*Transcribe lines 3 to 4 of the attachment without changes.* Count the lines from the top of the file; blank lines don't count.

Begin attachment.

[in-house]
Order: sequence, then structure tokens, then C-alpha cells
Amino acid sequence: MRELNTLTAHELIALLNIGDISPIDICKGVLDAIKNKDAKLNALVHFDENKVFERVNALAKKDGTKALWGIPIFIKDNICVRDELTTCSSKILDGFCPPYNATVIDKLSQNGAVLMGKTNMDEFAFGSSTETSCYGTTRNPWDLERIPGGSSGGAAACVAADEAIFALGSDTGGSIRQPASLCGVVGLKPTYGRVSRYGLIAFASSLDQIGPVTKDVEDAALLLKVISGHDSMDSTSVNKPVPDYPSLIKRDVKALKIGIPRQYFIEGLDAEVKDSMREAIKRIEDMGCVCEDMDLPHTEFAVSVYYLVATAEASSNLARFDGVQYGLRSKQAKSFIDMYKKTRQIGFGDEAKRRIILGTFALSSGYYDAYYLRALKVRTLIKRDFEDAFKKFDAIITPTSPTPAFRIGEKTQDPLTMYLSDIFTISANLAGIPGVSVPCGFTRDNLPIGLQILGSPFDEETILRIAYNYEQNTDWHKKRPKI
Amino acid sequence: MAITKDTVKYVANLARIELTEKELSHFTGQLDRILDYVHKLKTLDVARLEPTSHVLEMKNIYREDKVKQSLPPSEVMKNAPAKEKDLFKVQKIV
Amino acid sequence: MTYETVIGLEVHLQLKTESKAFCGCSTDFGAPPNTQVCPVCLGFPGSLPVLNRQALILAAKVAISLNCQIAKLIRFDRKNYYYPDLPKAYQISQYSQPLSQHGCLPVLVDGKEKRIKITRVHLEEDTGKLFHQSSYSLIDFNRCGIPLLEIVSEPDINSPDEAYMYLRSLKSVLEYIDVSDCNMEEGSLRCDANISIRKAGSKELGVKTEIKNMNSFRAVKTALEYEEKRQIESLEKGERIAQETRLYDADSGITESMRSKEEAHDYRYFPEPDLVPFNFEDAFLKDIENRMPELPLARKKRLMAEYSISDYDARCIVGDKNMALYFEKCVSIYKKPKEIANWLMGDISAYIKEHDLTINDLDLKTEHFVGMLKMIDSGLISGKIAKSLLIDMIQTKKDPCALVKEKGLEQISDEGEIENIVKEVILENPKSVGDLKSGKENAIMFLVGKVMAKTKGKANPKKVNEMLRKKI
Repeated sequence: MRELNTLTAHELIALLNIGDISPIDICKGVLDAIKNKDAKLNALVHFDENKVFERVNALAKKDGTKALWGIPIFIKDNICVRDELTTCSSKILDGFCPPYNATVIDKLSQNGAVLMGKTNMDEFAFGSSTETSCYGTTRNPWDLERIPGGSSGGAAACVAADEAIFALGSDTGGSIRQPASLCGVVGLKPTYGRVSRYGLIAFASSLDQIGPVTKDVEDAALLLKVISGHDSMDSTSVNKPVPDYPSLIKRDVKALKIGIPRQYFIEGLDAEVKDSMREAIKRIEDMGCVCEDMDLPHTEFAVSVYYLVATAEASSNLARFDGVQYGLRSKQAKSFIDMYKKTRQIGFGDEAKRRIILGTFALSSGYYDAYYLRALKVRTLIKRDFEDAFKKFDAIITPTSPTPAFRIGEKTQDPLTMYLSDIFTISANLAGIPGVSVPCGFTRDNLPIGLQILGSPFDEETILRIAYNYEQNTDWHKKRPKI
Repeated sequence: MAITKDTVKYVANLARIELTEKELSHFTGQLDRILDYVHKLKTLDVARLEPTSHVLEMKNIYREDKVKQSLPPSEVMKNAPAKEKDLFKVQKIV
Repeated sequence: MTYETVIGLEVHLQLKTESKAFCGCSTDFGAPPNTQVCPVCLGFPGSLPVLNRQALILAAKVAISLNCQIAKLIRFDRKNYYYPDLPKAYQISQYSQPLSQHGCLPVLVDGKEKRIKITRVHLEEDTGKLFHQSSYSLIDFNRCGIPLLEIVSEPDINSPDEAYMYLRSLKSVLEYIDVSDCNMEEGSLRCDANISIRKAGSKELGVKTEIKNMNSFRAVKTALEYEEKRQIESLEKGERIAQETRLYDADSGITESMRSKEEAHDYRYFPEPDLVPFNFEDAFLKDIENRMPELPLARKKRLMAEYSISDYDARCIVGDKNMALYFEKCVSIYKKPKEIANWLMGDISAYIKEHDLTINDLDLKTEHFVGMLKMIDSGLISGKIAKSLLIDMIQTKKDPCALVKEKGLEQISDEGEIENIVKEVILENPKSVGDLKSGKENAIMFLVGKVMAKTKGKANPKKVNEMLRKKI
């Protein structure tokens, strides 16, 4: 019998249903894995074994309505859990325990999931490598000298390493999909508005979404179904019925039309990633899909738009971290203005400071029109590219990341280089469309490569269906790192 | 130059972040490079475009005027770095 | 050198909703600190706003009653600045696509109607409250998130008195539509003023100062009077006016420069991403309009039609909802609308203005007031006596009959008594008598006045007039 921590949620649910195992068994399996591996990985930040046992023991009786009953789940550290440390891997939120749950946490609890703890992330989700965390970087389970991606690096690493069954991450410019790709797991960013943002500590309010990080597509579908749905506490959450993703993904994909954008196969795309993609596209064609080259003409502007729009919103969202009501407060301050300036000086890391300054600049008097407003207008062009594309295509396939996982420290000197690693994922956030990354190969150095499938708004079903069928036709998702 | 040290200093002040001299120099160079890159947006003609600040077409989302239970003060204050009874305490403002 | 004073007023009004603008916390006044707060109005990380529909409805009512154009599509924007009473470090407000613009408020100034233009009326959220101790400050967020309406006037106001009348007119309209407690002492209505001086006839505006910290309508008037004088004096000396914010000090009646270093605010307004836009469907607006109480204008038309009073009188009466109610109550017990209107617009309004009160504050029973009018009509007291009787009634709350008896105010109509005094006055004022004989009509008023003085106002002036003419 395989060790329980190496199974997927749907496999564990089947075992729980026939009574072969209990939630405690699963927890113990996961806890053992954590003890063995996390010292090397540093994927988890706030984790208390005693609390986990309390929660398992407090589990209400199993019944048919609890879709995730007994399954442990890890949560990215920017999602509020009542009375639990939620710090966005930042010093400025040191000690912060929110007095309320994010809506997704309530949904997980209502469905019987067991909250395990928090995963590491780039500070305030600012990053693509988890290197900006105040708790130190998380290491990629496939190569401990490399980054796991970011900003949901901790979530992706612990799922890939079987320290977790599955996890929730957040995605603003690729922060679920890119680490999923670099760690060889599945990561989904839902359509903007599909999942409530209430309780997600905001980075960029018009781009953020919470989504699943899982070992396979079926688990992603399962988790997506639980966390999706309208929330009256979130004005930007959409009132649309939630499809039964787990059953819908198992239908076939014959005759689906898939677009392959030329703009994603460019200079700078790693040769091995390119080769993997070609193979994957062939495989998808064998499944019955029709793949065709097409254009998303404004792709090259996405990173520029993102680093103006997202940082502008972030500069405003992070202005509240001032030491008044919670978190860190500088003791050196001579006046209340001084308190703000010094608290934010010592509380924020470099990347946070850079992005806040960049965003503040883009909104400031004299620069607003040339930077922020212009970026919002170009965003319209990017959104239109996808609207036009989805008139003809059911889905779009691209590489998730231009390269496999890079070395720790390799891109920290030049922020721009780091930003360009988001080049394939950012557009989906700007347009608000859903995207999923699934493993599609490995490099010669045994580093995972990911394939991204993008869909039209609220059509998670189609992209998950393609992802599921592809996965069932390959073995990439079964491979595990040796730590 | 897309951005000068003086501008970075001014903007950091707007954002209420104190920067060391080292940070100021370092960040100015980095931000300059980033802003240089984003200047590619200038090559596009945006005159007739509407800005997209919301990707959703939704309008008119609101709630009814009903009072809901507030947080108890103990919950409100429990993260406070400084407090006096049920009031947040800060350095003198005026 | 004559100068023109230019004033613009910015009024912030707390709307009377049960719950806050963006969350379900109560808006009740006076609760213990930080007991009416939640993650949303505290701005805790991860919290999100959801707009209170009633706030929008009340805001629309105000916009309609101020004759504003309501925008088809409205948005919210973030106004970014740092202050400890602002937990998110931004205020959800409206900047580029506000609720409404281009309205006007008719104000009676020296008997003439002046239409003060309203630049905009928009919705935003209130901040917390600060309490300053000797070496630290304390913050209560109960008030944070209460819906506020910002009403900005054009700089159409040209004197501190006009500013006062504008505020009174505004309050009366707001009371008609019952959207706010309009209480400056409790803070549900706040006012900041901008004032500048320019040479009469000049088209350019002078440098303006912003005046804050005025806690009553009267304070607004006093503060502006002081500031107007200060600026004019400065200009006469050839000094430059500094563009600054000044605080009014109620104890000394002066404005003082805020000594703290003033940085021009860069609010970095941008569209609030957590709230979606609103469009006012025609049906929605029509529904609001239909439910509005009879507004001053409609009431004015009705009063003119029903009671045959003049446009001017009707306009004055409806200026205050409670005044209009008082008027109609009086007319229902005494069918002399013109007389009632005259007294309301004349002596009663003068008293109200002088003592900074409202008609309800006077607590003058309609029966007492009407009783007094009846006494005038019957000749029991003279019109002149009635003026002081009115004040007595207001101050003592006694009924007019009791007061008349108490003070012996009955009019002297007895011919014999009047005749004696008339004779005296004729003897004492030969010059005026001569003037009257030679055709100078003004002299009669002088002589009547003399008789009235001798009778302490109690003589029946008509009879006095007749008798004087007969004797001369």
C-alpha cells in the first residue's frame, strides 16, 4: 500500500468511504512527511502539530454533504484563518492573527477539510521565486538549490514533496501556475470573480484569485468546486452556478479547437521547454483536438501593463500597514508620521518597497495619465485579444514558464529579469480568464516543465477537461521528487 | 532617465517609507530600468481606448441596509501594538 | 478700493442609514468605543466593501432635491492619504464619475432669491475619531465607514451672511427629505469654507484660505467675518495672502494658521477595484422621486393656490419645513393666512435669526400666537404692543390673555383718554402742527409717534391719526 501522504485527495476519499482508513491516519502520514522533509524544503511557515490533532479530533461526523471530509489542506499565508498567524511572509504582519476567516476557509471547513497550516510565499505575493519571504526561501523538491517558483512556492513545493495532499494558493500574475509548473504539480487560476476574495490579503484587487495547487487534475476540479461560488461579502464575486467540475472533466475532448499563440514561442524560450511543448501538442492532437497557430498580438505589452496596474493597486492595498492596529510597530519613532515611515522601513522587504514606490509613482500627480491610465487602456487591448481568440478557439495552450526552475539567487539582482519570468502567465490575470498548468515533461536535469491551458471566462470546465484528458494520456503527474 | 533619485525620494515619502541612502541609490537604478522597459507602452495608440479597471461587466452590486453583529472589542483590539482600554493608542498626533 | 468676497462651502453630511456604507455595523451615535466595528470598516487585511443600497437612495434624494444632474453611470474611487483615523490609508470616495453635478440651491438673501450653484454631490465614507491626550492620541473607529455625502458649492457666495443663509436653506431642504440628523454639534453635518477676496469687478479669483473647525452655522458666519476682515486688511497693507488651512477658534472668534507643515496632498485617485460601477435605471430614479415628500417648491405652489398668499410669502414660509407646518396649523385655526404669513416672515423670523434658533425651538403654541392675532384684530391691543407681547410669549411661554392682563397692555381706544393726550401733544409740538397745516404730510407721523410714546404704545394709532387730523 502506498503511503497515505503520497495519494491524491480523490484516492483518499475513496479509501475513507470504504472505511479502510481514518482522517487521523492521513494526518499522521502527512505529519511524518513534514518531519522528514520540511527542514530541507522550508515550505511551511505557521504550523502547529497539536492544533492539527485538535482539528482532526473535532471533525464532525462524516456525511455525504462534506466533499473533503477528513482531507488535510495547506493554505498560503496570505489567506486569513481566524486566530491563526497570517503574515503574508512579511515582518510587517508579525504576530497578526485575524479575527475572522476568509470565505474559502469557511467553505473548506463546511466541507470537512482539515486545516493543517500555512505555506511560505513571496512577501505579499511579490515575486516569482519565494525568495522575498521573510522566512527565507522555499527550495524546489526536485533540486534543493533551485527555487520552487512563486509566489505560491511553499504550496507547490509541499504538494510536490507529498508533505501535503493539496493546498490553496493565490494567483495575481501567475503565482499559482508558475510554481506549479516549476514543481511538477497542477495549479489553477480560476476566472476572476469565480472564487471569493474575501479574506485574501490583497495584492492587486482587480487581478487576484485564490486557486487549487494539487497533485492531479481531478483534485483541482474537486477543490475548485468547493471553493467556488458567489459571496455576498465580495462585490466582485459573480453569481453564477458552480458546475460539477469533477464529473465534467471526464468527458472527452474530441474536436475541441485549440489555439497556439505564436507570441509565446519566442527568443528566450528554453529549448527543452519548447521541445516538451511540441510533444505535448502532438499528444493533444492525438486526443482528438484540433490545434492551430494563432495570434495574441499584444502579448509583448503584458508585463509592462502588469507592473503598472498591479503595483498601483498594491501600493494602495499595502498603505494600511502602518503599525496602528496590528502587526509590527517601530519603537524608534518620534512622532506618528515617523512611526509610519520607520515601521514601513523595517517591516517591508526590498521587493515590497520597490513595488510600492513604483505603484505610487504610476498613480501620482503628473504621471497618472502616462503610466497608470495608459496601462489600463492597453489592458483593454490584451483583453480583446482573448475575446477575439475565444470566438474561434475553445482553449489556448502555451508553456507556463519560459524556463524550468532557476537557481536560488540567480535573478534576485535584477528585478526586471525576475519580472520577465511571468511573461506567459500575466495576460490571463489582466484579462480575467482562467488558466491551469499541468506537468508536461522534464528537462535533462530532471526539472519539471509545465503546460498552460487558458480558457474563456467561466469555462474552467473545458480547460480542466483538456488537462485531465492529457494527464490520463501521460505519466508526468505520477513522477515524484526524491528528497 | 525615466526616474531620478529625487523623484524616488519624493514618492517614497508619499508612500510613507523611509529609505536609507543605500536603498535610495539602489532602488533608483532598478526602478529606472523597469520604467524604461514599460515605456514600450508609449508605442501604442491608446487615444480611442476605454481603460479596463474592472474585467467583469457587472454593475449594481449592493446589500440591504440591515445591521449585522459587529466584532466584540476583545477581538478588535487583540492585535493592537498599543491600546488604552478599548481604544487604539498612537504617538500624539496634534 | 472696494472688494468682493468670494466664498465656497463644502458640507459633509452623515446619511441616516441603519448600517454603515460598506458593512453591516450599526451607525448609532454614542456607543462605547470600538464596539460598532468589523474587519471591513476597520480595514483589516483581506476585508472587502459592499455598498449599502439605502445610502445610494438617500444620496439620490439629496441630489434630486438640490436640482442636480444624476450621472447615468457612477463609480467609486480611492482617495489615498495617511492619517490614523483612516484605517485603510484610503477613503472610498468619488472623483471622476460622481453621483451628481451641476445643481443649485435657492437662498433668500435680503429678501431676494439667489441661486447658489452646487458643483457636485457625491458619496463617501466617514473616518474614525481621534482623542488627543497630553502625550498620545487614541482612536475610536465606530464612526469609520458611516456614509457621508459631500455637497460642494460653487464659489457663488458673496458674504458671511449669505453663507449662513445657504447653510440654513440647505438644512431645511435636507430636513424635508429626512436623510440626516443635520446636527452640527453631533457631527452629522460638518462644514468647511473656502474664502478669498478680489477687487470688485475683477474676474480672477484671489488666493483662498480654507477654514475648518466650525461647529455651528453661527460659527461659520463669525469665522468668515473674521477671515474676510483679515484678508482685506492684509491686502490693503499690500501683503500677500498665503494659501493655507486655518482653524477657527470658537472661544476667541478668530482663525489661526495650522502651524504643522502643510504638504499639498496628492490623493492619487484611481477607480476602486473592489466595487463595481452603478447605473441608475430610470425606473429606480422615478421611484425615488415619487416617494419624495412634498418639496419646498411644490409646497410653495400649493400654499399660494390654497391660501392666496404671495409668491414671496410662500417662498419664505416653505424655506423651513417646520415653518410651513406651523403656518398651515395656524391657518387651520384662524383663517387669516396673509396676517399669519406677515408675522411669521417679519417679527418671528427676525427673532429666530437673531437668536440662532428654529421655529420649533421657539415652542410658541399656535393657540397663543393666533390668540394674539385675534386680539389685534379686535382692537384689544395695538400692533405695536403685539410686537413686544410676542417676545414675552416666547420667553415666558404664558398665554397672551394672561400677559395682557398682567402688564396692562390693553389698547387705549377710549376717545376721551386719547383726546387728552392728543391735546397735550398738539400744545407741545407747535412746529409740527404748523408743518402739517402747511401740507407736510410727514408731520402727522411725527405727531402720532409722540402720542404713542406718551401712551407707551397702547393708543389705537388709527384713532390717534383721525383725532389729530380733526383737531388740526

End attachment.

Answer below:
Amino acid sequence: MRELNTLTAHELIALLNIGDISPIDICKGVLDAIKNKDAKLNALVHFDENKVFERVNALAKKDGTKALWGIPIFIKDNICVRDELTTCSSKILDGFCPPYNATVIDKLSQNGAVLMGKTNMDEFAFGSSTETSCYGTTRNPWDLERIPGGSSGGAAACVAADEAIFALGSDTGGSIRQPASLCGVVGLKPTYGRVSRYGLIAFASSLDQIGPVTKDVEDAALLLKVISGHDSMDSTSVNKPVPDYPSLIKRDVKALKIGIPRQYFIEGLDAEVKDSMREAIKRIEDMGCVCEDMDLPHTEFAVSVYYLVATAEASSNLARFDGVQYGLRSKQAKSFIDMYKKTRQIGFGDEAKRRIILGTFALSSGYYDAYYLRALKVRTLIKRDFEDAFKKFDAIITPTSPTPAFRIGEKTQDPLTMYLSDIFTISANLAGIPGVSVPCGFTRDNLPIGLQILGSPFDEETILRIAYNYEQNTDWHKKRPKI
Amino acid sequence: MAITKDTVKYVANLARIELTEKELSHFTGQLDRILDYVHKLKTLDVARLEPTSHVLEMKNIYREDKVKQSLPPSEVMKNAPAKEKDLFKVQKIV